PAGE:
When even minor accidents can cause major injuries, the presence of fast, multi-specialty trauma care saves lives. Interventional radiologists play an important role in local trauma team care by performing rapid, minimally invasive procedures, 24/7, for critical injuries of vital organs, pelvic hemorrhages, and peripheral vascular injuries. They collaborate with diagnostic radiologists, trauma surgeons, and emergency medicine specialists to improve patient outcomes in emergency cases.
Case in point: the victim of a minor car accident who was brought in recently to Stafford Hospital. John D. Gleason, MD, interventional radiologist with Virginia Interventional & Vascular Associates (VIVA), received an urgent call about the case from his colleague, Thomas T. Medsker, MD, a diagnostic radiologist with VIVA’s parent group, Radiologic Associates of Fredericksburg.
The patient was complaining of intense abdominal pain. Stafford Hospital’s emergency department had ordered CT scans, and an alert CT tech, suspecting an abnormality, contacted Dr. Medsker to make the case a high priority. Based on CT scans, Dr. Medsker diagnosed a large laceration in the right kidney and active bleeding in the abdomen—both life-threatening conditions. He immediately notified the patient’s emergency department physician and Dr. Gleason so treatment could be coordinated swiftly.
The patient was quickly transferred to the Level II Trauma Center at Stafford’s sister facility, Mary Washington Hospital. There, Dr. Gleason performed an embolization that stopped the bleeding. Continuous internal medical images of the patient’s groin and abdomen, displayed on a nearby computer screen, helped Dr. Gleason guide the precise movements required for the interventional radiology procedure.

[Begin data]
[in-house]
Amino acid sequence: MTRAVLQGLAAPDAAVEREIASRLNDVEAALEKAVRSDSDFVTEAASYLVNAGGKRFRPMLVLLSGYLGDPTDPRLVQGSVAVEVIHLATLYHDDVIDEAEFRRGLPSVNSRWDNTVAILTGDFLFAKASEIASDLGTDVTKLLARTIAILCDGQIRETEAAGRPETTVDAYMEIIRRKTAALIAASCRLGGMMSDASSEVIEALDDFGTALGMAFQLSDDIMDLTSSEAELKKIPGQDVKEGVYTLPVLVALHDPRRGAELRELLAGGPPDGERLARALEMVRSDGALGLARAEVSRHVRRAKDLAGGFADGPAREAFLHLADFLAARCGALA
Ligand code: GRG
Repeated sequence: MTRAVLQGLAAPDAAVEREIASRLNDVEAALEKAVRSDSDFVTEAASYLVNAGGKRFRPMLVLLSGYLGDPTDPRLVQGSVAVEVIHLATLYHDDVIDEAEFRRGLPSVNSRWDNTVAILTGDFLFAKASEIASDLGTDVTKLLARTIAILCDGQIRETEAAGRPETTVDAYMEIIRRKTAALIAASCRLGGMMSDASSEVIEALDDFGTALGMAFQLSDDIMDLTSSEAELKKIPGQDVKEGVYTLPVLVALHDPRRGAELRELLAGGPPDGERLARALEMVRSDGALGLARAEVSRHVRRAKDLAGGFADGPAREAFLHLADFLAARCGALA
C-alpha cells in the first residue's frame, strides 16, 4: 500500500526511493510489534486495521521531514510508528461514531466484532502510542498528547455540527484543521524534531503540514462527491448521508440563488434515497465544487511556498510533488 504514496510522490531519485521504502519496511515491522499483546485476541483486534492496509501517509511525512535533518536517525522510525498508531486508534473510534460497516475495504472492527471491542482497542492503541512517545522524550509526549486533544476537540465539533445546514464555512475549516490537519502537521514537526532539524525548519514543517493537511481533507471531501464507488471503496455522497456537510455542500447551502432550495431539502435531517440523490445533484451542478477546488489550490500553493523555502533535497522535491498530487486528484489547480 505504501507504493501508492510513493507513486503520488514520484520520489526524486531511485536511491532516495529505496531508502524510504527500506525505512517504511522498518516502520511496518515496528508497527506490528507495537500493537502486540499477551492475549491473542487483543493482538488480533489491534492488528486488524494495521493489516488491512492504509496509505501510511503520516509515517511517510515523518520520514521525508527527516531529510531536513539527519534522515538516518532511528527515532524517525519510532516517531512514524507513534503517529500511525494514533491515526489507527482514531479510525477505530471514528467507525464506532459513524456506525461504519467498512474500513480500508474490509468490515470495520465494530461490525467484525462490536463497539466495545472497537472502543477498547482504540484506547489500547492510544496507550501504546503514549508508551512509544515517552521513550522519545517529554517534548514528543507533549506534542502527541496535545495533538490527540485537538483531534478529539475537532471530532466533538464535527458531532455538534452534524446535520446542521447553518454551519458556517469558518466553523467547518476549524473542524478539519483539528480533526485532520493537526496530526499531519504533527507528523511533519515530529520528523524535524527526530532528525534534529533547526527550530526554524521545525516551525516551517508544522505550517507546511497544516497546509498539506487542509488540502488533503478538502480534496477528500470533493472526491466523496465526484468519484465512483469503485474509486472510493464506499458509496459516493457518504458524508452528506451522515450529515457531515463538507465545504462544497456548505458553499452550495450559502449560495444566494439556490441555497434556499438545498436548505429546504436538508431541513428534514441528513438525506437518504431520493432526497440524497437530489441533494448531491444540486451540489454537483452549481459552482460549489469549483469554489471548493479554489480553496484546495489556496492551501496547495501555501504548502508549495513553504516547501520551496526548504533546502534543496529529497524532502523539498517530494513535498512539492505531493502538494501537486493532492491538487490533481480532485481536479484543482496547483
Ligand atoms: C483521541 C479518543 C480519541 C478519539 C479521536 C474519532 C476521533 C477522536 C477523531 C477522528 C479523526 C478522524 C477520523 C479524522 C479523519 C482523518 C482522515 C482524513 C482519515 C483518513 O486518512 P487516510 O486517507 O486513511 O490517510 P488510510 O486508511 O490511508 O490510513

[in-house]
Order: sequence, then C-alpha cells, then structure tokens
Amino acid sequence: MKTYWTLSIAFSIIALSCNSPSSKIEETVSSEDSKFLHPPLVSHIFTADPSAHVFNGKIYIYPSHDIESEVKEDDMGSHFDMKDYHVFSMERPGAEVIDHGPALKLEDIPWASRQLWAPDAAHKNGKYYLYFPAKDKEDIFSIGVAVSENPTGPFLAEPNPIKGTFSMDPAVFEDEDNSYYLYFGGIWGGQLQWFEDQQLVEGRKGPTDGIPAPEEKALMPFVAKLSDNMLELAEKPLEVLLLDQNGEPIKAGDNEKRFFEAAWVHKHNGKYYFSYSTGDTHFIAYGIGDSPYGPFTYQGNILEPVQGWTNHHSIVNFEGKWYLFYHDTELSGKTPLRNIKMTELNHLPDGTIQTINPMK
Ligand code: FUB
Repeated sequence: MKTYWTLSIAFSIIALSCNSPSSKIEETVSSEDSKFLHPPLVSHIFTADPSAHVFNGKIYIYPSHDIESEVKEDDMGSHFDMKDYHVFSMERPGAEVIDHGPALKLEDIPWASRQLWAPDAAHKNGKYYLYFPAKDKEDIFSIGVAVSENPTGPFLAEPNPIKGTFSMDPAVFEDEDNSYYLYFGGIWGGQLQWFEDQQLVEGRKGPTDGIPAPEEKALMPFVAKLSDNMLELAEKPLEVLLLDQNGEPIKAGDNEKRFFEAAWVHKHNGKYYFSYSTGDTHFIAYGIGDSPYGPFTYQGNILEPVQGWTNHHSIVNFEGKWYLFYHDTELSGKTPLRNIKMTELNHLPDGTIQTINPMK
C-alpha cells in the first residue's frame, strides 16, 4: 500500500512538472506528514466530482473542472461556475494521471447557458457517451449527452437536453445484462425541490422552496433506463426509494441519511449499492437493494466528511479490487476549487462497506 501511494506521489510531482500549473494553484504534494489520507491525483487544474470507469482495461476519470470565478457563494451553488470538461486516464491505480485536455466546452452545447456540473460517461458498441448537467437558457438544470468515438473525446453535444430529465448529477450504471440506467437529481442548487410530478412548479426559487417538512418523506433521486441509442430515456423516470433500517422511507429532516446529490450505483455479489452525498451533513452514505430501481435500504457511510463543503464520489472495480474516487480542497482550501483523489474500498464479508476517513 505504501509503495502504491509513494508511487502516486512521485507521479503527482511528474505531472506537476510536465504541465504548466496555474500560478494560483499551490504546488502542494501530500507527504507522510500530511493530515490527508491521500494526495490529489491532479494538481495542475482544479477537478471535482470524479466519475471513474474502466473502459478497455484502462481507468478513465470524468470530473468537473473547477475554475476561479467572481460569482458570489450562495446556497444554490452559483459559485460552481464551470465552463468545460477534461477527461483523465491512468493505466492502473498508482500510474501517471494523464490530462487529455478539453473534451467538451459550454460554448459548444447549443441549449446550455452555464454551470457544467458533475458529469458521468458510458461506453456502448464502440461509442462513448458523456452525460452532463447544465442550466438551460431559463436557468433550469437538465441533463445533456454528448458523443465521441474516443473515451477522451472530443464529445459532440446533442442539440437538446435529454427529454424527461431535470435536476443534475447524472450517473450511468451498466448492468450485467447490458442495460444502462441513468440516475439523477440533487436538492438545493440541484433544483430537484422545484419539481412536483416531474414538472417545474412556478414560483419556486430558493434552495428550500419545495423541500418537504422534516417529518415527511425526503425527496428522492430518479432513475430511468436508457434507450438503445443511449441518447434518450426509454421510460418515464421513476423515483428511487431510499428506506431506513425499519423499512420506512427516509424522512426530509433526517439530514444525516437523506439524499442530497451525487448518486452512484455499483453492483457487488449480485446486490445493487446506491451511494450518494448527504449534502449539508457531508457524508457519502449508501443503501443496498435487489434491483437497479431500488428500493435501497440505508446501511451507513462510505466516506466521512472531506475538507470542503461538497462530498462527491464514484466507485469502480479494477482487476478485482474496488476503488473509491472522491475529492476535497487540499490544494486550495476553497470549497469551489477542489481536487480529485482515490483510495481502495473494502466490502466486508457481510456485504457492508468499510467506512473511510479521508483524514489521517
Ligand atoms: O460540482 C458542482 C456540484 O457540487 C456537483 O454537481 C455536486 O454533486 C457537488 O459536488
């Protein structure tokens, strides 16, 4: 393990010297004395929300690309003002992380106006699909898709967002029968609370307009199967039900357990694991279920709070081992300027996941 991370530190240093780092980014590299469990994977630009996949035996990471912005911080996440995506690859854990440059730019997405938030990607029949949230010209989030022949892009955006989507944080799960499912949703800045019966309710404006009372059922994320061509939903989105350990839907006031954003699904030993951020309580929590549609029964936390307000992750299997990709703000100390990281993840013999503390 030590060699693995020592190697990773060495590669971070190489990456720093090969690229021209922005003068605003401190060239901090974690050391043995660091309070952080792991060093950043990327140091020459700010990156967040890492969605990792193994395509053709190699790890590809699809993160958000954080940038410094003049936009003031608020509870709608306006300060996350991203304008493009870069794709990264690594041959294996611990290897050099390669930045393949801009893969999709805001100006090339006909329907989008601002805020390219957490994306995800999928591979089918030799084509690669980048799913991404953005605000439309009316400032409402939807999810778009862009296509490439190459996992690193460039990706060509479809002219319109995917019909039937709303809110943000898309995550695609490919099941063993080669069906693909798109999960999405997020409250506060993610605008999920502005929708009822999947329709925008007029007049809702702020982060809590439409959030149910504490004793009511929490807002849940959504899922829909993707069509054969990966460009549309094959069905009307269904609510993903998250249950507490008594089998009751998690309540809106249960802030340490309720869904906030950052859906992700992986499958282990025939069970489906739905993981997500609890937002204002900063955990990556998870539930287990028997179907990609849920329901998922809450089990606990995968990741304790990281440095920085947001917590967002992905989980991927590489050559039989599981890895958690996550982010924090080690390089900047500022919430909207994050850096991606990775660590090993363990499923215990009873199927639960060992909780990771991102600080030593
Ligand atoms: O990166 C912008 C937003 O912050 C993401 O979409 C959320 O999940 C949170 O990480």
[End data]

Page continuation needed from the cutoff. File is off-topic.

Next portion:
“In a procedure like this, you make a tiny incision in the skin, thread a small catheter from the patient’s groin to the renal artery, and place a metal coil in the [affected] artery to block the blood flow. The procedure is similar to tying off an artery, but without the major surgery or large incision,” Dr. Gleason explained.
Interventional radiology treatments offer other advantages over major surgery in appropriate cases. First, they are usually faster procedures for stopping massive bleeding. Second, interventional radiology treatments can sometimes spare vital organs. In the recent trauma case, for example, surgeons would have had to remove the injured kidney, since the lower third was destroyed. Using the embolization procedure, however, the interventional radiologist could preserve two-thirds of the injured kidney.
Interventional radiology procedures also help patients avoid the longer recuperation required after major surgery. In the recent trauma case, the patient was discharged four days after the accident.
“It’s not a daily occurrence, but our interventional radiologists perform embolizations and other procedures regularly for local trauma cases,” Dr. Gleason said. “Mary Washington Healthcare has a dedicated trauma surgery team [led by Lawrence Roberts, MD, director of trauma services], that knows what services we can provide and asks for our help in appropriate cases.”
Dr. Roberts noted, “The interventional radiologists’ commitment to performing procedures 24/7 for our trauma cases is remarkable, and we are fortunate to have the support of their team. Interventional Radiology responds identically to major Level I trauma centers in both capability and timing. It is truly a significant contribution in the care of the injured patient.”
For more information, contact John D. Gleason, MD, at firstname.lastname@example.org or
R. Donald Doherty Jr., MD, at email@example.com, leave a message for them at (540) 654-9118, or visit www.vivassociates.com.
Pictured above is Dr. Gleason of VIVA